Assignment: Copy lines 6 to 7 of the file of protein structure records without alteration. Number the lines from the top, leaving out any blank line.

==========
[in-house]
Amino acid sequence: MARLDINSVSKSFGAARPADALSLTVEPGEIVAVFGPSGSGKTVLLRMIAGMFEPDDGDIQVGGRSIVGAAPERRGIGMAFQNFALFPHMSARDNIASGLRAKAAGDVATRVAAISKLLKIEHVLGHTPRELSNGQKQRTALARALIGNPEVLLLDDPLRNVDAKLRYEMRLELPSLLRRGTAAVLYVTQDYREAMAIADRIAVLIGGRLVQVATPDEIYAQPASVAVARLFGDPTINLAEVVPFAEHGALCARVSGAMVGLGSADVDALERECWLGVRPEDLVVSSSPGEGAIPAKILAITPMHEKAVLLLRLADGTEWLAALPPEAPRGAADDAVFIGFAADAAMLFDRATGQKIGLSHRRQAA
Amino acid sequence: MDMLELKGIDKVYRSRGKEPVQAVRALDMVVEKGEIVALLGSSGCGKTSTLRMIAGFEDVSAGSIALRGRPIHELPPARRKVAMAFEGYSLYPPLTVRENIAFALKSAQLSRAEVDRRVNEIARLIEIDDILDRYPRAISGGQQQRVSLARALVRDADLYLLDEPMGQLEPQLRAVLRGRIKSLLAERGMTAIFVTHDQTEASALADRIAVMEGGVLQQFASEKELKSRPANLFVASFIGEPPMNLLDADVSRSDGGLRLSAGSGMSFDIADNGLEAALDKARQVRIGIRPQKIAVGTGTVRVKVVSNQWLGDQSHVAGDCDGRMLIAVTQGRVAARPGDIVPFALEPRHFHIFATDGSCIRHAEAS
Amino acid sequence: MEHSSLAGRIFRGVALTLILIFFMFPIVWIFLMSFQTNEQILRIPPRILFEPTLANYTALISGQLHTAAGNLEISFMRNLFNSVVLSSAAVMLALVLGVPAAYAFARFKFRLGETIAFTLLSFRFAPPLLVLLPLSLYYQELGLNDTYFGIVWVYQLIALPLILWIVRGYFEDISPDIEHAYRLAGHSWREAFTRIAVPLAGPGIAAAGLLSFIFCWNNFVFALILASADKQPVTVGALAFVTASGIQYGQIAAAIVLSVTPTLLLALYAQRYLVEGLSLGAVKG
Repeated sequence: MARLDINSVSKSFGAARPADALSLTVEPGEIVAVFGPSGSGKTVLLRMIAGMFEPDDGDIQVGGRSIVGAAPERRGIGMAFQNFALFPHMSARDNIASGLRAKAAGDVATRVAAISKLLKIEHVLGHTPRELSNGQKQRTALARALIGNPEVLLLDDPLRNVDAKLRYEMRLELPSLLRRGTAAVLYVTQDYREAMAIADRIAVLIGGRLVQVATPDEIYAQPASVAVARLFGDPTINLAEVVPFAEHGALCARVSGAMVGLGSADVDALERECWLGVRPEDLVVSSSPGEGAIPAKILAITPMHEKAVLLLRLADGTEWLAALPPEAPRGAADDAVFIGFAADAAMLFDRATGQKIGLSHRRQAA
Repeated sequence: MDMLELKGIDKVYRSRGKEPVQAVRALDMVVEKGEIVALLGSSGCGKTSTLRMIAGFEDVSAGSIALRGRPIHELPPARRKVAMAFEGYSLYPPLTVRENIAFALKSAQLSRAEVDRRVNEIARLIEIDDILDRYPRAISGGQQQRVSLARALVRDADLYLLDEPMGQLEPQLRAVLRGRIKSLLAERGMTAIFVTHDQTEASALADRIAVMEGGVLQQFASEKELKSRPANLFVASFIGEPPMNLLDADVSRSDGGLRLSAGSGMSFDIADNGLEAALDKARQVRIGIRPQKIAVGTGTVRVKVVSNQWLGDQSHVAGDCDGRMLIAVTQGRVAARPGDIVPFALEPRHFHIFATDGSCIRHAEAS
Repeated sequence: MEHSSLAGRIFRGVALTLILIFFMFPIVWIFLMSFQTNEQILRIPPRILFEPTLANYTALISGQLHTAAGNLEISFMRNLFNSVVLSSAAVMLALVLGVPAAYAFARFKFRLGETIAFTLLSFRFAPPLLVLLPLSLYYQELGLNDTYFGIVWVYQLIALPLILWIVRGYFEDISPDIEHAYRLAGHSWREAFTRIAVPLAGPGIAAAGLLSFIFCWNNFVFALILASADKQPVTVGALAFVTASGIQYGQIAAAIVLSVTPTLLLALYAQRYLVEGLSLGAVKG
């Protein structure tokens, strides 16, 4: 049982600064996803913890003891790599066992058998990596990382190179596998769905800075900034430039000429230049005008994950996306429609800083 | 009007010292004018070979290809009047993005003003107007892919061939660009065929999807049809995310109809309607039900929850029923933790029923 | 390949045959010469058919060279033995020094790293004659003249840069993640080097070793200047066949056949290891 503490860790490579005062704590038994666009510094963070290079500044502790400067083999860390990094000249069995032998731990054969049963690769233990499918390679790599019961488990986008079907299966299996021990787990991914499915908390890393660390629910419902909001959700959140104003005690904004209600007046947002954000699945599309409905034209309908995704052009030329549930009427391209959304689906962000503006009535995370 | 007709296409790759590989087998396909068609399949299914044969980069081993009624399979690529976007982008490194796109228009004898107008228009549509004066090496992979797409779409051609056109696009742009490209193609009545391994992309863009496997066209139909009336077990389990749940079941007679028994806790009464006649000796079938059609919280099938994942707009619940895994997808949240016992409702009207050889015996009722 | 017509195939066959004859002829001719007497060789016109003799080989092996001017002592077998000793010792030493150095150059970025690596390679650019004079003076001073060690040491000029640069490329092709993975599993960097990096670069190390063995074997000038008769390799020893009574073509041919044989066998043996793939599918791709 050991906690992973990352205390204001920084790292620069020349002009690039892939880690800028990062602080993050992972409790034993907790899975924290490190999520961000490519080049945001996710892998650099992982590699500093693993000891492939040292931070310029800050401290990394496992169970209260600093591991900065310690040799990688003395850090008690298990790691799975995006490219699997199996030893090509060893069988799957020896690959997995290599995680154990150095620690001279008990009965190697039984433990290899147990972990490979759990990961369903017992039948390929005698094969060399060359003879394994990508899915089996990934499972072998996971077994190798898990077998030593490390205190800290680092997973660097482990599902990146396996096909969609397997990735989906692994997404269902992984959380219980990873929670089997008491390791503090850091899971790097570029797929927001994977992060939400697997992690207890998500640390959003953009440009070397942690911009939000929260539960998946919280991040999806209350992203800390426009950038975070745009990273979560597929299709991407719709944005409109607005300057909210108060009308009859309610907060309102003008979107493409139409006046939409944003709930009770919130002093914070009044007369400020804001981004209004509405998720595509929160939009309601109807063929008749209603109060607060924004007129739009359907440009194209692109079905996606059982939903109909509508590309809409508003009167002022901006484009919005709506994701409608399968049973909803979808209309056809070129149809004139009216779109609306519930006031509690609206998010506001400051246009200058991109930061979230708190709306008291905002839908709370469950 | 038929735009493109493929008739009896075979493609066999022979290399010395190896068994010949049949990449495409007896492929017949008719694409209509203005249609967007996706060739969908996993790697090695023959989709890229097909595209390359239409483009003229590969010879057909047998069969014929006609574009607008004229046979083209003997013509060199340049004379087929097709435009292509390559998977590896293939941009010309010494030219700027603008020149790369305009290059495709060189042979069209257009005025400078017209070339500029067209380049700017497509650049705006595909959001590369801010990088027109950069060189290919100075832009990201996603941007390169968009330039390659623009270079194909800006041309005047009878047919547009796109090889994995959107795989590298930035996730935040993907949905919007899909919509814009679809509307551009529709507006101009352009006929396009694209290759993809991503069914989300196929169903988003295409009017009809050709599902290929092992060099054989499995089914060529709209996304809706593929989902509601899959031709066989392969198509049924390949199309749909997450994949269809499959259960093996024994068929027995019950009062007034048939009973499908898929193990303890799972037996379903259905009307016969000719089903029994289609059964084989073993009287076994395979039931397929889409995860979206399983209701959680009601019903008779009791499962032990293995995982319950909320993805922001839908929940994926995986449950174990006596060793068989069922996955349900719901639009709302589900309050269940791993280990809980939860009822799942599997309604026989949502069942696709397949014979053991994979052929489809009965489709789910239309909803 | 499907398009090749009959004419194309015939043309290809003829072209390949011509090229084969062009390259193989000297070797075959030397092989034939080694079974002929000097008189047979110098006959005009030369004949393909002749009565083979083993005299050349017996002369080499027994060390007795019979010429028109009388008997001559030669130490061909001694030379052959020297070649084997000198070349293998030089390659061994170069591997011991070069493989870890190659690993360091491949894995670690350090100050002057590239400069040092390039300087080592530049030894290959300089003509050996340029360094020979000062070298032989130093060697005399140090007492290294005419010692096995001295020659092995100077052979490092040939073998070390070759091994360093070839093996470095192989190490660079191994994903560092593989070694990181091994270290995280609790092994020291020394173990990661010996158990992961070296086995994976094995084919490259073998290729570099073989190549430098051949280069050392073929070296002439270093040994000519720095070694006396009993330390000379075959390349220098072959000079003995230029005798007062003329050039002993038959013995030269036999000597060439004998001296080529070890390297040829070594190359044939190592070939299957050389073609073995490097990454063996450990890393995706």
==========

Repeated sequence: MDMLELKGIDKVYRSRGKEPVQAVRALDMVVEKGEIVALLGSSGCGKTSTLRMIAGFEDVSAGSIALRGRPIHELPPARRKVAMAFEGYSLYPPLTVRENIAFALKSAQLSRAEVDRRVNEIARLIEIDDILDRYPRAISGGQQQRVSLARALVRDADLYLLDEPMGQLEPQLRAVLRGRIKSLLAERGMTAIFVTHDQTEASALADRIAVMEGGVLQQFASEKELKSRPANLFVASFIGEPPMNLLDADVSRSDGGLRLSAGSGMSFDIADNGLEAALDKARQVRIGIRPQKIAVGTGTVRVKVVSNQWLGDQSHVAGDCDGRMLIAVTQGRVAARPGDIVPFALEPRHFHIFATDGSCIRHAEAS
Repeated sequence: MEHSSLAGRIFRGVALTLILIFFMFPIVWIFLMSFQTNEQILRIPPRILFEPTLANYTALISGQLHTAAGNLEISFMRNLFNSVVLSSAAVMLALVLGVPAAYAFARFKFRLGETIAFTLLSFRFAPPLLVLLPLSLYYQELGLNDTYFGIVWVYQLIALPLILWIVRGYFEDISPDIEHAYRLAGHSWREAFTRIAVPLAGPGIAAAGLLSFIFCWNNFVFALILASADKQPVTVGALAFVTASGIQYGQIAAAIVLSVTPTLLLALYAQRYLVEGLSLGAVKG